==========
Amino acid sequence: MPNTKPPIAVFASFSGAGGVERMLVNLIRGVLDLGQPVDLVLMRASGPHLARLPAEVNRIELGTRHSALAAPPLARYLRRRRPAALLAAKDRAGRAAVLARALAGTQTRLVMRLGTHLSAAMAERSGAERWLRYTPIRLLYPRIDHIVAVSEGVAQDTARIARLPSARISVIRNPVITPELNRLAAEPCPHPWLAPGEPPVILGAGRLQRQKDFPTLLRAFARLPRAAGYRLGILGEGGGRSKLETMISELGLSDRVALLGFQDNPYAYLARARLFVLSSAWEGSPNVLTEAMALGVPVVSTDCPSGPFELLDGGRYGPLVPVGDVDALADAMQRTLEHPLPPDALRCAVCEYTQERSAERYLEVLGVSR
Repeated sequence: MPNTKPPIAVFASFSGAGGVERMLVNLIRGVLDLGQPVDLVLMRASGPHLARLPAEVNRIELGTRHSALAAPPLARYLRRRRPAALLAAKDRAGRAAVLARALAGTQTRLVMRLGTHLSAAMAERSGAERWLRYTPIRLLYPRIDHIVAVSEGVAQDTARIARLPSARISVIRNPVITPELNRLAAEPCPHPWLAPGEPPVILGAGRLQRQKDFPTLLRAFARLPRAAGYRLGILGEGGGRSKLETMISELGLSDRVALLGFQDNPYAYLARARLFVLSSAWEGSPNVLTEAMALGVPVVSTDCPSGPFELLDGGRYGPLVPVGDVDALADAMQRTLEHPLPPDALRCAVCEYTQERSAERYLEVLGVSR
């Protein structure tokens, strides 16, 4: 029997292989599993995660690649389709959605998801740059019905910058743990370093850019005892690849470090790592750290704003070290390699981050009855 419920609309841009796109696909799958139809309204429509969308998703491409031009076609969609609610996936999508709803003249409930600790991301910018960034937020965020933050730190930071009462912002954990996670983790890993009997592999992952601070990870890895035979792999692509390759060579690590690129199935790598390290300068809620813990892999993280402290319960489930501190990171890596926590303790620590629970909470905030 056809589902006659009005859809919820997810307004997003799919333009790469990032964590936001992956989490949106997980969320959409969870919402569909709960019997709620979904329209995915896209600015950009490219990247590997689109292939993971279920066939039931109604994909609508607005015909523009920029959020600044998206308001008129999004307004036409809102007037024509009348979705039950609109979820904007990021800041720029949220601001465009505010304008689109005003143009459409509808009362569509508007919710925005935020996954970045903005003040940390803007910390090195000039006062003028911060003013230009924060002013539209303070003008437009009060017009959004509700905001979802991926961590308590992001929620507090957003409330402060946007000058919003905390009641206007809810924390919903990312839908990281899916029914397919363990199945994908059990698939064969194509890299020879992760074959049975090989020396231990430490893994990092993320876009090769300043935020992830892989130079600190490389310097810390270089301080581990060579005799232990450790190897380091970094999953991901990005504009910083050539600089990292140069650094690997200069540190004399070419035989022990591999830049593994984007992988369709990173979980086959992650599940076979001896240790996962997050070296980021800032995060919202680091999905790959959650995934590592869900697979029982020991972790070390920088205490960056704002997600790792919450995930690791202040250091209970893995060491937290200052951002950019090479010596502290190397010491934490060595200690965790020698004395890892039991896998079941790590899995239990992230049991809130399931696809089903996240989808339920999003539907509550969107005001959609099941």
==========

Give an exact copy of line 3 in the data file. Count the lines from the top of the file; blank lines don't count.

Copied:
């Protein structure tokens, strides 16, 4: 029997292989599993995660690649389709959605998801740059019905910058743990370093850019005892690849470090790592750290704003070290390699981050009855 419920609309841009796109696909799958139809309204429509969308998703491409031009076609969609609610996936999508709803003249409930600790991301910018960034937020965020933050730190930071009462912002954990996670983790890993009997592999992952601070990870890895035979792999692509390759060579690590690129199935790598390290300068809620813990892999993280402290319960489930501190990171890596926590303790620590629970909470905030 056809589902006659009005859809919820997810307004997003799919333009790469990032964590936001992956989490949106997980969320959409969870919402569909709960019997709620979904329209995915896209600015950009490219990247590997689109292939993971279920066939039931109604994909609508607005015909523009920029959020600044998206308001008129999004307004036409809102007037024509009348979705039950609109979820904007990021800041720029949220601001465009505010304008689109005003143009459409509808009362569509508007919710925005935020996954970045903005003040940390803007910390090195000039006062003028911060003013230009924060002013539209303070003008437009009060017009959004509700905001979802991926961590308590992001929620507090957003409330402060946007000058919003905390009641206007809810924390919903990312839908990281899916029914397919363990199945994908059990698939064969194509890299020879992760074959049975090989020396231990430490893994990092993320876009090769300043935020992830892989130079600190490389310097810390270089301080581990060579005799232990450790190897380091970094999953991901990005504009910083050539600089990292140069650094690997200069540190004399070419035989022990591999830049593994984007992988369709990173979980086959992650599940076979001896240790996962997050070296980021800032995060919202680091999905790959959650995934590592869900697979029982020991972790070390920088205490960056704002997600790792919450995930690791202040250091209970893995060491937290200052951002950019090479010596502290190397010491934490060595200690965790020698004395890892039991896998079941790590899995239990992230049991809130399931696809089903996240989808339920999003539907509550969107005001959609099941």